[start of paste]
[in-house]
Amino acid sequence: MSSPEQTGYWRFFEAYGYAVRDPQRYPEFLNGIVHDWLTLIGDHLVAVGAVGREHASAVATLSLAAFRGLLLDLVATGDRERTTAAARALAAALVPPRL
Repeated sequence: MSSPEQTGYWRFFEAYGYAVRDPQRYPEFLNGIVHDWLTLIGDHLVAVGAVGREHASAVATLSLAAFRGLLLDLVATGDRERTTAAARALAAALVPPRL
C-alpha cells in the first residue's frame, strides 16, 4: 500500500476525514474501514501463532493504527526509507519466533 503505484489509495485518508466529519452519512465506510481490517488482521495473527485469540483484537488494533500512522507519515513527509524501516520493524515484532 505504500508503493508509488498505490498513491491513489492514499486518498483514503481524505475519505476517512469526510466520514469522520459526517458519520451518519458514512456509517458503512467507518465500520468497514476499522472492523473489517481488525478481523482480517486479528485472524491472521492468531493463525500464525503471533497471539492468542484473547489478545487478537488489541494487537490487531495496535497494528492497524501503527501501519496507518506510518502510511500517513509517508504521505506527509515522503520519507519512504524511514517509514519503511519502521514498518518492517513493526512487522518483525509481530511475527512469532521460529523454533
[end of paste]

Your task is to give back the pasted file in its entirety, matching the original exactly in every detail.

[in-house]
Amino acid sequence: MSSPEQTGYWRFFEAYGYAVRDPQRYPEFLNGIVHDWLTLIGDHLVAVGAVGREHASAVATLSLAAFRGLLLDLVATGDRERTTAAARALAAALVPPRL
Repeated sequence: MSSPEQTGYWRFFEAYGYAVRDPQRYPEFLNGIVHDWLTLIGDHLVAVGAVGREHASAVATLSLAAFRGLLLDLVATGDRERTTAAARALAAALVPPRL
C-alpha cells in the first residue's frame, strides 16, 4: 500500500476525514474501514501463532493504527526509507519466533 503505484489509495485518508466529519452519512465506510481490517488482521495473527485469540483484537488494533500512522507519515513527509524501516520493524515484532 505504500508503493508509488498505490498513491491513489492514499486518498483514503481524505475519505476517512469526510466520514469522520459526517458519520451518519458514512456509517458503512467507518465500520468497514476499522472492523473489517481488525478481523482480517486479528485472524491472521492468531493463525500464525503471533497471539492468542484473547489478545487478537488489541494487537490487531495496535497494528492497524501503527501501519496507518506510518502510511500517513509517508504521505506527509515522503520519507519512504524511514517509514519503511519502521514498518518492517513493526512487522518483525509481530511475527512469532521460529523454533